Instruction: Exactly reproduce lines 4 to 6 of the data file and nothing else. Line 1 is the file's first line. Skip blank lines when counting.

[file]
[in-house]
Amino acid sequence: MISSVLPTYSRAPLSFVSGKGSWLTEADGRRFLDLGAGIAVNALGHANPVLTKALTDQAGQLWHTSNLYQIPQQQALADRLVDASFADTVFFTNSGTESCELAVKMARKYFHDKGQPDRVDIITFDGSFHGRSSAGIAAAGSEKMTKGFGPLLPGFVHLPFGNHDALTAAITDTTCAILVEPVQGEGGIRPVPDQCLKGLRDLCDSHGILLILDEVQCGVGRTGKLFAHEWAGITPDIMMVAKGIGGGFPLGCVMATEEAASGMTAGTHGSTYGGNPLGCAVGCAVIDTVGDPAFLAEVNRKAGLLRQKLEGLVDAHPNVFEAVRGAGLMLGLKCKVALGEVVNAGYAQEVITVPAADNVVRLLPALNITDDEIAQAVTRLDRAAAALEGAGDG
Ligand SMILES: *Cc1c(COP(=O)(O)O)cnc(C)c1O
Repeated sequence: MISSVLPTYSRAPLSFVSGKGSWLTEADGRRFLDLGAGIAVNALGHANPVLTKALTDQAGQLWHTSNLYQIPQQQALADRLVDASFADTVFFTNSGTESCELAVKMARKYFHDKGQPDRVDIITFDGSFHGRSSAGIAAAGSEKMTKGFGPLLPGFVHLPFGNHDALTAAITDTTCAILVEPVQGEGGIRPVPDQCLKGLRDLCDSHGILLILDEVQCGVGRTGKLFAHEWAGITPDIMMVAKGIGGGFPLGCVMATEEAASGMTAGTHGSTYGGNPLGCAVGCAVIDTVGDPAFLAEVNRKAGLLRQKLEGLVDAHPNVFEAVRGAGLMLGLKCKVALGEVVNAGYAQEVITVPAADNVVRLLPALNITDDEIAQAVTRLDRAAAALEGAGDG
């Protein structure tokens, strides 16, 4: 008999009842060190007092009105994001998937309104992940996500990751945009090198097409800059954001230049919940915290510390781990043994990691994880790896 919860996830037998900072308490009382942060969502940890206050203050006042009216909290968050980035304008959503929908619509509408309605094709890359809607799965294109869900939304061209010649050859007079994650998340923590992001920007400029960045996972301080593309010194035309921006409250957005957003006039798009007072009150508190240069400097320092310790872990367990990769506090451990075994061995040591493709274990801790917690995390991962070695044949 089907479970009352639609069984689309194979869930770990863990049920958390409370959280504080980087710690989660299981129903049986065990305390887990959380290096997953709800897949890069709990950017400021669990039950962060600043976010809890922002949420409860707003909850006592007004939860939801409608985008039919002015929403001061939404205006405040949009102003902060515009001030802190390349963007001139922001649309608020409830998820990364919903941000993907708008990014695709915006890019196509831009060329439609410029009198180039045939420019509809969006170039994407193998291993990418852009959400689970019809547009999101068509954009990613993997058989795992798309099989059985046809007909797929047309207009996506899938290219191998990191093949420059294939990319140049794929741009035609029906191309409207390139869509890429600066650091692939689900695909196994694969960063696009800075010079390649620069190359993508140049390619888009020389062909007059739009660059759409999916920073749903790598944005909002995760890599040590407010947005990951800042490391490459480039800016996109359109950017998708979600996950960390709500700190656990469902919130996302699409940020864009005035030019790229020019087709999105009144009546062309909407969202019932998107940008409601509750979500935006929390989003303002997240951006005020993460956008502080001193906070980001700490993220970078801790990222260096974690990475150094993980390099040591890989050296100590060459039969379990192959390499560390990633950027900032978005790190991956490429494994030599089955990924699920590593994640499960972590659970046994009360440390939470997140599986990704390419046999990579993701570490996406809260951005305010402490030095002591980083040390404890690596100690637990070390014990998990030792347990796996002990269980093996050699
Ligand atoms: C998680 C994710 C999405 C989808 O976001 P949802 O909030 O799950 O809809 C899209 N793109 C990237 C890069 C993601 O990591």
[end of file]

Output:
Repeated sequence: MISSVLPTYSRAPLSFVSGKGSWLTEADGRRFLDLGAGIAVNALGHANPVLTKALTDQAGQLWHTSNLYQIPQQQALADRLVDASFADTVFFTNSGTESCELAVKMARKYFHDKGQPDRVDIITFDGSFHGRSSAGIAAAGSEKMTKGFGPLLPGFVHLPFGNHDALTAAITDTTCAILVEPVQGEGGIRPVPDQCLKGLRDLCDSHGILLILDEVQCGVGRTGKLFAHEWAGITPDIMMVAKGIGGGFPLGCVMATEEAASGMTAGTHGSTYGGNPLGCAVGCAVIDTVGDPAFLAEVNRKAGLLRQKLEGLVDAHPNVFEAVRGAGLMLGLKCKVALGEVVNAGYAQEVITVPAADNVVRLLPALNITDDEIAQAVTRLDRAAAALEGAGDG
């Protein structure tokens, strides 16, 4: 008999009842060190007092009105994001998937309104992940996500990751945009090198097409800059954001230049919940915290510390781990043994990691994880790896 919860996830037998900072308490009382942060969502940890206050203050006042009216909290968050980035304008959503929908619509509408309605094709890359809607799965294109869900939304061209010649050859007079994650998340923590992001920007400029960045996972301080593309010194035309921006409250957005957003006039798009007072009150508190240069400097320092310790872990367990990769506090451990075994061995040591493709274990801790917690995390991962070695044949 089907479970009352639609069984689309194979869930770990863990049920958390409370959280504080980087710690989660299981129903049986065990305390887990959380290096997953709800897949890069709990950017400021669990039950962060600043976010809890922002949420409860707003909850006592007004939860939801409608985008039919002015929403001061939404205006405040949009102003902060515009001030802190390349963007001139922001649309608020409830998820990364919903941000993907708008990014695709915006890019196509831009060329439609410029009198180039045939420019509809969006170039994407193998291993990418852009959400689970019809547009999101068509954009990613993997058989795992798309099989059985046809007909797929047309207009996506899938290219191998990191093949420059294939990319140049794929741009035609029906191309409207390139869509890429600066650091692939689900695909196994694969960063696009800075010079390649620069190359993508140049390619888009020389062909007059739009660059759409999916920073749903790598944005909002995760890599040590407010947005990951800042490391490459480039800016996109359109950017998708979600996950960390709500700190656990469902919130996302699409940020864009005035030019790229020019087709999105009144009546062309909407969202019932998107940008409601509750979500935006929390989003303002997240951006005020993460956008502080001193906070980001700490993220970078801790990222260096974690990475150094993980390099040591890989050296100590060459039969379990192959390499560390990633950027900032978005790190991956490429494994030599089955990924699920590593994640499960972590659970046994009360440390939470997140599986990704390419046999990579993701570490996406809260951005305010402490030095002591980083040390404890690596100690637990070390014990998990030792347990796996002990269980093996050699
Ligand atoms: C998680 C994710 C999405 C989808 O976001 P949802 O909030 O799950 O809809 C899209 N793109 C990237 C890069 C993601 O990591």